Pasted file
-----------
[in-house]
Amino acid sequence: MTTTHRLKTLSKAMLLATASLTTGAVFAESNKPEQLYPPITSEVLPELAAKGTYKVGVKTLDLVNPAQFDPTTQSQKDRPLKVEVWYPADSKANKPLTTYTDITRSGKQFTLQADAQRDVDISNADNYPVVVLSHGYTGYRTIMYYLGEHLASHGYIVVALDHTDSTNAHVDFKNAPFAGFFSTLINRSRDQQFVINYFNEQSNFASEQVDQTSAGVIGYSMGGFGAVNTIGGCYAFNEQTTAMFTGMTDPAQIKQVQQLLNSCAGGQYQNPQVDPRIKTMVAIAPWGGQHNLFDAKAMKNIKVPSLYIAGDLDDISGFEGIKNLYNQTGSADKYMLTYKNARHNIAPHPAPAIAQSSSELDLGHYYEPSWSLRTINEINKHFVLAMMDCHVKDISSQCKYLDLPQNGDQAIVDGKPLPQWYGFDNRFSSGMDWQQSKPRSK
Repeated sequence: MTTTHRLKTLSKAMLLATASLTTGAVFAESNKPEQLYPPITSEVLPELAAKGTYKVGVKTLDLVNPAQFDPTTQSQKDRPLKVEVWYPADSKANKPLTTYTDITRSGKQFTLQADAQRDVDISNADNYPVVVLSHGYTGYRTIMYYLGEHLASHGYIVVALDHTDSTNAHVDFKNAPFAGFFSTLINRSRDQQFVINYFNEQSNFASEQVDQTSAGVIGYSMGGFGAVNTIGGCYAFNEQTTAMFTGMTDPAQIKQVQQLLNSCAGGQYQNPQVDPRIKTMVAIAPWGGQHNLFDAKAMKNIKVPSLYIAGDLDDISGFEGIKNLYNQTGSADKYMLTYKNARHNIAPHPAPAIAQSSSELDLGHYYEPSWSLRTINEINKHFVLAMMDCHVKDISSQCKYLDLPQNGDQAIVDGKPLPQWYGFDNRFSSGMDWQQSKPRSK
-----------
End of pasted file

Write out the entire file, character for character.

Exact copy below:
[in-house]
Amino acid sequence: MTTTHRLKTLSKAMLLATASLTTGAVFAESNKPEQLYPPITSEVLPELAAKGTYKVGVKTLDLVNPAQFDPTTQSQKDRPLKVEVWYPADSKANKPLTTYTDITRSGKQFTLQADAQRDVDISNADNYPVVVLSHGYTGYRTIMYYLGEHLASHGYIVVALDHTDSTNAHVDFKNAPFAGFFSTLINRSRDQQFVINYFNEQSNFASEQVDQTSAGVIGYSMGGFGAVNTIGGCYAFNEQTTAMFTGMTDPAQIKQVQQLLNSCAGGQYQNPQVDPRIKTMVAIAPWGGQHNLFDAKAMKNIKVPSLYIAGDLDDISGFEGIKNLYNQTGSADKYMLTYKNARHNIAPHPAPAIAQSSSELDLGHYYEPSWSLRTINEINKHFVLAMMDCHVKDISSQCKYLDLPQNGDQAIVDGKPLPQWYGFDNRFSSGMDWQQSKPRSK
Repeated sequence: MTTTHRLKTLSKAMLLATASLTTGAVFAESNKPEQLYPPITSEVLPELAAKGTYKVGVKTLDLVNPAQFDPTTQSQKDRPLKVEVWYPADSKANKPLTTYTDITRSGKQFTLQADAQRDVDISNADNYPVVVLSHGYTGYRTIMYYLGEHLASHGYIVVALDHTDSTNAHVDFKNAPFAGFFSTLINRSRDQQFVINYFNEQSNFASEQVDQTSAGVIGYSMGGFGAVNTIGGCYAFNEQTTAMFTGMTDPAQIKQVQQLLNSCAGGQYQNPQVDPRIKTMVAIAPWGGQHNLFDAKAMKNIKVPSLYIAGDLDDISGFEGIKNLYNQTGSADKYMLTYKNARHNIAPHPAPAIAQSSSELDLGHYYEPSWSLRTINEINKHFVLAMMDCHVKDISSQCKYLDLPQNGDQAIVDGKPLPQWYGFDNRFSSGMDWQQSKPRSK